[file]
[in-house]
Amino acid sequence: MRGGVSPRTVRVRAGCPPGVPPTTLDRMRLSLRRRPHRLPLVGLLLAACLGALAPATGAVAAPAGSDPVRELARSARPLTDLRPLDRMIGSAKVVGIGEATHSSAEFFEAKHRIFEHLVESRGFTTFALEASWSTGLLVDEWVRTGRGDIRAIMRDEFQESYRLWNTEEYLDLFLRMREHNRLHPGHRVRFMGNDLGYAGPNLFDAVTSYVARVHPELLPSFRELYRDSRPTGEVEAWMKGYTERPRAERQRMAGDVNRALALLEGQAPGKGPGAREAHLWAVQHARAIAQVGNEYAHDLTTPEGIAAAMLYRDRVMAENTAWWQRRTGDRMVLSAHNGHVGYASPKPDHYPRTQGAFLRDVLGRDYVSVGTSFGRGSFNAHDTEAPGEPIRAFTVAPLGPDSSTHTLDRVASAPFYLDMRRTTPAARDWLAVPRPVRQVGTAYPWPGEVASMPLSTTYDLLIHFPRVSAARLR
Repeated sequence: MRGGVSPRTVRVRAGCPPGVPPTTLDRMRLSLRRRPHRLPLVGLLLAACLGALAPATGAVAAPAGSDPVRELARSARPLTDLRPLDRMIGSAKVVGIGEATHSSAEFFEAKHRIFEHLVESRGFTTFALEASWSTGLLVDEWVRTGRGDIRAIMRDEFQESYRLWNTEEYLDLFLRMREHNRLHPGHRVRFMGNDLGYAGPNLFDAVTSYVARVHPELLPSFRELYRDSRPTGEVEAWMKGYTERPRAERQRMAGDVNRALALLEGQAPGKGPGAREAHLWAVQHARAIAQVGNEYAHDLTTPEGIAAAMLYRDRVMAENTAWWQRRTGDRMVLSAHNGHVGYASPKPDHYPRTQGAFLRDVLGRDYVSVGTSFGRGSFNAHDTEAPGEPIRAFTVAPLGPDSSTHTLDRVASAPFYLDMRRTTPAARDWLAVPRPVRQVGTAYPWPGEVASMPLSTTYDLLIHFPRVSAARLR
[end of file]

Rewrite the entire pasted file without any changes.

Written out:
[in-house]
Amino acid sequence: MRGGVSPRTVRVRAGCPPGVPPTTLDRMRLSLRRRPHRLPLVGLLLAACLGALAPATGAVAAPAGSDPVRELARSARPLTDLRPLDRMIGSAKVVGIGEATHSSAEFFEAKHRIFEHLVESRGFTTFALEASWSTGLLVDEWVRTGRGDIRAIMRDEFQESYRLWNTEEYLDLFLRMREHNRLHPGHRVRFMGNDLGYAGPNLFDAVTSYVARVHPELLPSFRELYRDSRPTGEVEAWMKGYTERPRAERQRMAGDVNRALALLEGQAPGKGPGAREAHLWAVQHARAIAQVGNEYAHDLTTPEGIAAAMLYRDRVMAENTAWWQRRTGDRMVLSAHNGHVGYASPKPDHYPRTQGAFLRDVLGRDYVSVGTSFGRGSFNAHDTEAPGEPIRAFTVAPLGPDSSTHTLDRVASAPFYLDMRRTTPAARDWLAVPRPVRQVGTAYPWPGEVASMPLSTTYDLLIHFPRVSAARLR
Repeated sequence: MRGGVSPRTVRVRAGCPPGVPPTTLDRMRLSLRRRPHRLPLVGLLLAACLGALAPATGAVAAPAGSDPVRELARSARPLTDLRPLDRMIGSAKVVGIGEATHSSAEFFEAKHRIFEHLVESRGFTTFALEASWSTGLLVDEWVRTGRGDIRAIMRDEFQESYRLWNTEEYLDLFLRMREHNRLHPGHRVRFMGNDLGYAGPNLFDAVTSYVARVHPELLPSFRELYRDSRPTGEVEAWMKGYTERPRAERQRMAGDVNRALALLEGQAPGKGPGAREAHLWAVQHARAIAQVGNEYAHDLTTPEGIAAAMLYRDRVMAENTAWWQRRTGDRMVLSAHNGHVGYASPKPDHYPRTQGAFLRDVLGRDYVSVGTSFGRGSFNAHDTEAPGEPIRAFTVAPLGPDSSTHTLDRVASAPFYLDMRRTTPAARDWLAVPRPVRQVGTAYPWPGEVASMPLSTTYDLLIHFPRVSAARLR